He was either a real adventurer or crazy or Abram had a life changing encounter with the Lord. Seventy-five years of age is not the milestone where most people would sell their property, load up the camels and travel nearly 500 miles to a place they’ve never been and with no family waiting to greet them. Likely, more than one of his neighbors told him he was crazy. Faith will look crazy to people whose only hope lies in the stuff they can hold.
The Lord was calling Abram into something more than an adventure, though it would certainly be that. This was more than a “Go West young man” moment. It was more than “Let’s see if we can build a new life” and certainly more than “I’ve just got to get out of this town.” Abram was an old man and he had a life. All the indications were that he was well established in Haran and had become prosperous. However, the Lord had more in mind for Abram and Sarai than simply their comfort and security. He was bringing them into the Promise. The same promise that the Lord had made in the hearing of Adam and Eve, the promise of healing, redemption and restoration made in Gen. 3:15 and carried onto the Ark was now being made to Abram. He would have grasped this at some level when the Lord said to him, “I will make you into a great nation…and all peoples on earth will be blessed through you.” (Gen. 12:2-3) So Abram loaded up and ventured out, not knowing where he was going or what lay ahead.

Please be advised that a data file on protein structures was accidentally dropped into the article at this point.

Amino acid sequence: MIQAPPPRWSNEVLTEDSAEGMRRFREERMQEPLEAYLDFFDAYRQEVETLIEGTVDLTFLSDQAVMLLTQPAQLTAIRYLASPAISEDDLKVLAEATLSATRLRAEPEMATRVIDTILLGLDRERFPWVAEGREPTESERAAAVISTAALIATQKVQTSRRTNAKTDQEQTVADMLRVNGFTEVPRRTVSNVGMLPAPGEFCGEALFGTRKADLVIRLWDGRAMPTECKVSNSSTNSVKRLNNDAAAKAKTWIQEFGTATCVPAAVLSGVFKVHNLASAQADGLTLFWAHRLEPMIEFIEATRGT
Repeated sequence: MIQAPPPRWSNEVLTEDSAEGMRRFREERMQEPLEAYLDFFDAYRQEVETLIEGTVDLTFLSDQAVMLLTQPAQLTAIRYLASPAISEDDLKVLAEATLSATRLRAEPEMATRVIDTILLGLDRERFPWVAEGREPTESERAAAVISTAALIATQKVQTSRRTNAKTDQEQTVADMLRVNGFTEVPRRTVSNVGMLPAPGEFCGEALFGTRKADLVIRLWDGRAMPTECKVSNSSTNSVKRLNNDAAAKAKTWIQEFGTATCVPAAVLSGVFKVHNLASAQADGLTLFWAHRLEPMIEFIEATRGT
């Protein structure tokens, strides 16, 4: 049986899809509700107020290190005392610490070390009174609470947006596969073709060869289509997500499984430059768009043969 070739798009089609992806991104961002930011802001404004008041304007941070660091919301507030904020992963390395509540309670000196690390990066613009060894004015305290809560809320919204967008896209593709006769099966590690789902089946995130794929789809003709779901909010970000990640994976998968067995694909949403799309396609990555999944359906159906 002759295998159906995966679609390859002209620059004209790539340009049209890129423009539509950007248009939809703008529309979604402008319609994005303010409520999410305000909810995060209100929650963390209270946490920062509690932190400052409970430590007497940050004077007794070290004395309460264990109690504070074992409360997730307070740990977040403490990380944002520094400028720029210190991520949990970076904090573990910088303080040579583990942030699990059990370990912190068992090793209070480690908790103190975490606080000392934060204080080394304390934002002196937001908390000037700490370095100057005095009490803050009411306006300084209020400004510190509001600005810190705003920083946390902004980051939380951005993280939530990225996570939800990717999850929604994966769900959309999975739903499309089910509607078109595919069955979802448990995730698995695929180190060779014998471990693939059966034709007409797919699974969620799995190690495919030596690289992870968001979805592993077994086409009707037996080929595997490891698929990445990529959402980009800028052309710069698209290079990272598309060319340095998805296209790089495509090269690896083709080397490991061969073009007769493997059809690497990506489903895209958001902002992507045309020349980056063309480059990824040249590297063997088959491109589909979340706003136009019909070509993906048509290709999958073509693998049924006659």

In Heb. 11:8-9 we read, “By faith Abraham, when called to go to a place he would later receive as his inheritance, obeyed and went, even though he did not know where he was going. By faith he made his home in the promised land like a stranger in a foreign country; he lived in tents….” In obedience to the command of the Lord and in light of the promise he left what was familiar and comfortable. The promise propelled him into the unknown.
In John 1:14 it says, “The Word became flesh and made His dwelling among us.” The scholars will tell you that the phrase, “made His dwelling” is literally the term “tabernacled.” Thus, our modern understanding of this verse would be that Jesus Christ, the Son of God, the second person of the Trinity pitched his tent among us. In accordance with the will of the Father and in light of the Promise, the Son of God came and lived “like a stranger in a foreign country.” The infinite, eternal, omnipotent, sovereign Son of God confined Himself in a human body! The worship and adoration of heaven and the immediate, intimate presence of the Father He left behind, not to be part of the promise but to fulfill it.
However, in fulfilling the promise, He was given a life of meagerness and ignominy rather than prosperity and status. As Isaiah said, He would be a man of sorrow and familiar with suffering. He would be scorned, rejected and ultimately put to death by the ones He came to rescue. Yet, His sojourn among us would end in His resurrection, the down payment on the promise to redeem and restore what was broken by our rebellion. Now like Abram, our Lord is calling us out of our comfort, out of what’s familiar, to go and join Him in the work of the promise. Jesus said to go and make disciples of all nations. This is His command to the church so that, “…all peoples on earth will be blessed through you.” By faith in Jesus and the work He has done we are blessed so that we might be a blessing to all peoples.